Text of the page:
WATCH: Bill ending child marriage inches forward in Congress

Mara Cepeda
WATCH: Bill ending child marriage inches forward in Congress
Many young girls in Muslim and indigenous communities in the Philippines are forced by their elders to marry. Several lawmakers push for a bill that would criminalize this.

Graphics and animation by Janina Malinis 

MANILA, Philippines – Early and forced marriages are still a harsh reality for many young girls in Muslim and indigenous communities in the country.

Some girls are married off because their elders hope to ease the financial burden of their upbringing. Others marry to protect their honor, as any suspicion of premarital sex brings shame to families. (READ: Too young to marry)

Several lawmakers are now pushing a bill that would criminalize the facilitation and solemnization of child marriages in the Philippines. But progress in the legislative mill has been slow so far. (WATCH: ‘My 14-year-old daughter married a stranger’)

Will 2020 be the year Congress prioritizes the anti-child marriage bill?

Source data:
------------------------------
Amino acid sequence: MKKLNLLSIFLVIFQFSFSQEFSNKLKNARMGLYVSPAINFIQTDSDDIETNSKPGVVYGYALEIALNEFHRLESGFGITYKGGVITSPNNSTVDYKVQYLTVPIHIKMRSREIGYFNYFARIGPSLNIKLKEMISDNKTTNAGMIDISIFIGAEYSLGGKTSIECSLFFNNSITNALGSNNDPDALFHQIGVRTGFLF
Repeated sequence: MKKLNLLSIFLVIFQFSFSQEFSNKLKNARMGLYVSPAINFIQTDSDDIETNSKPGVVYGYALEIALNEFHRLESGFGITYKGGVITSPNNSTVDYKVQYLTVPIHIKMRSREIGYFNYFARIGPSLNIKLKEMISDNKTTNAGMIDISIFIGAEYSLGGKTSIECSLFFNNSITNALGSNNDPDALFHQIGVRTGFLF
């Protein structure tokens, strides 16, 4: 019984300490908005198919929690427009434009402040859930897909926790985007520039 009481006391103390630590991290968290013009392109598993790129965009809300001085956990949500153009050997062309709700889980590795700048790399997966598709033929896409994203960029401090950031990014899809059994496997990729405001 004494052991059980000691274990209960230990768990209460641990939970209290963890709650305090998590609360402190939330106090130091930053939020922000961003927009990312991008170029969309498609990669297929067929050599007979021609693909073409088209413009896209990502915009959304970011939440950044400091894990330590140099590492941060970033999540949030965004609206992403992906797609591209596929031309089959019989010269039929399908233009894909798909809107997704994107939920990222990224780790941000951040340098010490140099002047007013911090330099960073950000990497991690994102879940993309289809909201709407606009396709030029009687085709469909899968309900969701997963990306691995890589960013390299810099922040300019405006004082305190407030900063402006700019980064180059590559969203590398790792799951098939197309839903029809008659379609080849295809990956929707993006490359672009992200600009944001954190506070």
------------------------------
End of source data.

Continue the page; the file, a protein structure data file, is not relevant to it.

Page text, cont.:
Rappler.com

“Bill ending child marriage inches forward in Congress” is part of Rappler’s CHAMPIONING THE CHILD 2020 series. Watch the other video explainers: 

Listen to related podcasts on Making Space, Rappler’s podcast on gender, health, education, and everything in between: 

Mara Cepeda

Mara Cepeda specializes in stories about politics and local governance. She covers the Office of the Vice President, the Senate, and the Philippine opposition. She is a 2021 fellow of the Asia Journalism Fellowship and the Reham al-Farra Memorial Journalism Fellowship of the UN. Got tips? Email her at mara.cepeda@rappler.com or tweet @maracepeda.